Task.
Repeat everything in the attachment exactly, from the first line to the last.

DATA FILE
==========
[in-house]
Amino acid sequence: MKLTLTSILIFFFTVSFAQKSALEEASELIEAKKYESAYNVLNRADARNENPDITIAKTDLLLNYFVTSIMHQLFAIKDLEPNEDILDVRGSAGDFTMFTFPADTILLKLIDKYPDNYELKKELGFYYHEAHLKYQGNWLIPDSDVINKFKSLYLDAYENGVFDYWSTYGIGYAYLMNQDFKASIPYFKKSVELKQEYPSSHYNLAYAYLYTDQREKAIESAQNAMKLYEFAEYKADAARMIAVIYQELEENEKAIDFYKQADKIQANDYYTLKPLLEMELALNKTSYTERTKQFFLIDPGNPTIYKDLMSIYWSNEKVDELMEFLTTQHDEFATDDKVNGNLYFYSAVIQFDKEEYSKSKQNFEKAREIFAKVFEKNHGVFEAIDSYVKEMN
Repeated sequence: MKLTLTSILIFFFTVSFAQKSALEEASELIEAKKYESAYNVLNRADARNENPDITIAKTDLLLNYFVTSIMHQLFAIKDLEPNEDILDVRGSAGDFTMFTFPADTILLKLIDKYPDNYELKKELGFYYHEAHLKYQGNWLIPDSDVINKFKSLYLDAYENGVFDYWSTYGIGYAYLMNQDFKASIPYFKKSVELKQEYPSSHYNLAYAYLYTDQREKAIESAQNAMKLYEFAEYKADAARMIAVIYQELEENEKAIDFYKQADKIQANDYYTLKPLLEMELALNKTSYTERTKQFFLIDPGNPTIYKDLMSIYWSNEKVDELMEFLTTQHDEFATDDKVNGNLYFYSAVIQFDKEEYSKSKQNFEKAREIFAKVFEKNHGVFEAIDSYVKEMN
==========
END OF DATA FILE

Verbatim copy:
[in-house]
Amino acid sequence: MKLTLTSILIFFFTVSFAQKSALEEASELIEAKKYESAYNVLNRADARNENPDITIAKTDLLLNYFVTSIMHQLFAIKDLEPNEDILDVRGSAGDFTMFTFPADTILLKLIDKYPDNYELKKELGFYYHEAHLKYQGNWLIPDSDVINKFKSLYLDAYENGVFDYWSTYGIGYAYLMNQDFKASIPYFKKSVELKQEYPSSHYNLAYAYLYTDQREKAIESAQNAMKLYEFAEYKADAARMIAVIYQELEENEKAIDFYKQADKIQANDYYTLKPLLEMELALNKTSYTERTKQFFLIDPGNPTIYKDLMSIYWSNEKVDELMEFLTTQHDEFATDDKVNGNLYFYSAVIQFDKEEYSKSKQNFEKAREIFAKVFEKNHGVFEAIDSYVKEMN
Repeated sequence: MKLTLTSILIFFFTVSFAQKSALEEASELIEAKKYESAYNVLNRADARNENPDITIAKTDLLLNYFVTSIMHQLFAIKDLEPNEDILDVRGSAGDFTMFTFPADTILLKLIDKYPDNYELKKELGFYYHEAHLKYQGNWLIPDSDVINKFKSLYLDAYENGVFDYWSTYGIGYAYLMNQDFKASIPYFKKSVELKQEYPSSHYNLAYAYLYTDQREKAIESAQNAMKLYEFAEYKADAARMIAVIYQELEENEKAIDFYKQADKIQANDYYTLKPLLEMELALNKTSYTERTKQFFLIDPGNPTIYKDLMSIYWSNEKVDELMEFLTTQHDEFATDDKVNGNLYFYSAVIQFDKEEYSKSKQNFEKAREIFAKVFEKNHGVFEAIDSYVKEMN